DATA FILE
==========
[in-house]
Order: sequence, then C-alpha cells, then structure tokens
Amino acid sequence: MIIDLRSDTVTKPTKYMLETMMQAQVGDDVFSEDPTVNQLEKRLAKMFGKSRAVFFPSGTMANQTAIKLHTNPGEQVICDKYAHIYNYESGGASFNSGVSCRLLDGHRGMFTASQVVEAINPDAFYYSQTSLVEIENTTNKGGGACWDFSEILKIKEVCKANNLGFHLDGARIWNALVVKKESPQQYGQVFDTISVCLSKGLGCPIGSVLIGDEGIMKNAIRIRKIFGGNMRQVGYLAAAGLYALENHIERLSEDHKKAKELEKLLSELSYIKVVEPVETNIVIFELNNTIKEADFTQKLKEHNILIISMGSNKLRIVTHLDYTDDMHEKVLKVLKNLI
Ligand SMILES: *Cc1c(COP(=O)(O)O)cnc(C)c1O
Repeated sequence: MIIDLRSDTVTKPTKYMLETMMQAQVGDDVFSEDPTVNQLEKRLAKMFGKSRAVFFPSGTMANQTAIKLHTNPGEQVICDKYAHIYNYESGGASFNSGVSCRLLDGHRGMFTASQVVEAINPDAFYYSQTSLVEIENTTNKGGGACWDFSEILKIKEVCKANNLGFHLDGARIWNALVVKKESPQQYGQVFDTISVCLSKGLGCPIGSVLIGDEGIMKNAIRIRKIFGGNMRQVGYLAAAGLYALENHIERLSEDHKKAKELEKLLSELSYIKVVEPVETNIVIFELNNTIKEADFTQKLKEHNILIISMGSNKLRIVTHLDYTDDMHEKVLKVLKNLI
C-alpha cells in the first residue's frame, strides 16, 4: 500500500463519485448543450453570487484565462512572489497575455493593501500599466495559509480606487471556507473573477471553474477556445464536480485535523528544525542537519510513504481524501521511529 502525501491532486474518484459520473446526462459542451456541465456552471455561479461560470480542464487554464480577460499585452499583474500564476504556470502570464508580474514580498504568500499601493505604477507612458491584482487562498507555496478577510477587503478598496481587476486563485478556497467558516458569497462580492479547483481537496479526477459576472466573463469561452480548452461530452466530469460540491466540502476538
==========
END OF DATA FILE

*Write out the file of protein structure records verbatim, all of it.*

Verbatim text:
[in-house]
Order: sequence, then C-alpha cells, then structure tokens
Amino acid sequence: MIIDLRSDTVTKPTKYMLETMMQAQVGDDVFSEDPTVNQLEKRLAKMFGKSRAVFFPSGTMANQTAIKLHTNPGEQVICDKYAHIYNYESGGASFNSGVSCRLLDGHRGMFTASQVVEAINPDAFYYSQTSLVEIENTTNKGGGACWDFSEILKIKEVCKANNLGFHLDGARIWNALVVKKESPQQYGQVFDTISVCLSKGLGCPIGSVLIGDEGIMKNAIRIRKIFGGNMRQVGYLAAAGLYALENHIERLSEDHKKAKELEKLLSELSYIKVVEPVETNIVIFELNNTIKEADFTQKLKEHNILIISMGSNKLRIVTHLDYTDDMHEKVLKVLKNLI
Ligand SMILES: *Cc1c(COP(=O)(O)O)cnc(C)c1O
Repeated sequence: MIIDLRSDTVTKPTKYMLETMMQAQVGDDVFSEDPTVNQLEKRLAKMFGKSRAVFFPSGTMANQTAIKLHTNPGEQVICDKYAHIYNYESGGASFNSGVSCRLLDGHRGMFTASQVVEAINPDAFYYSQTSLVEIENTTNKGGGACWDFSEILKIKEVCKANNLGFHLDGARIWNALVVKKESPQQYGQVFDTISVCLSKGLGCPIGSVLIGDEGIMKNAIRIRKIFGGNMRQVGYLAAAGLYALENHIERLSEDHKKAKELEKLLSELSYIKVVEPVETNIVIFELNNTIKEADFTQKLKEHNILIISMGSNKLRIVTHLDYTDDMHEKVLKVLKNLI
C-alpha cells in the first residue's frame, strides 16, 4: 500500500463519485448543450453570487484565462512572489497575455493593501500599466495559509480606487471556507473573477471553474477556445464536480485535523528544525542537519510513504481524501521511529 502525501491532486474518484459520473446526462459542451456541465456552471455561479461560470480542464487554464480577460499585452499583474500564476504556470502570464508580474514580498504568500499601493505604477507612458491584482487562498507555496478577510477587503478598496481587476486563485478556497467558516458569497462580492479547483481537496479526477459576472466573463469561452480548452461530452466530469460540491466540502476538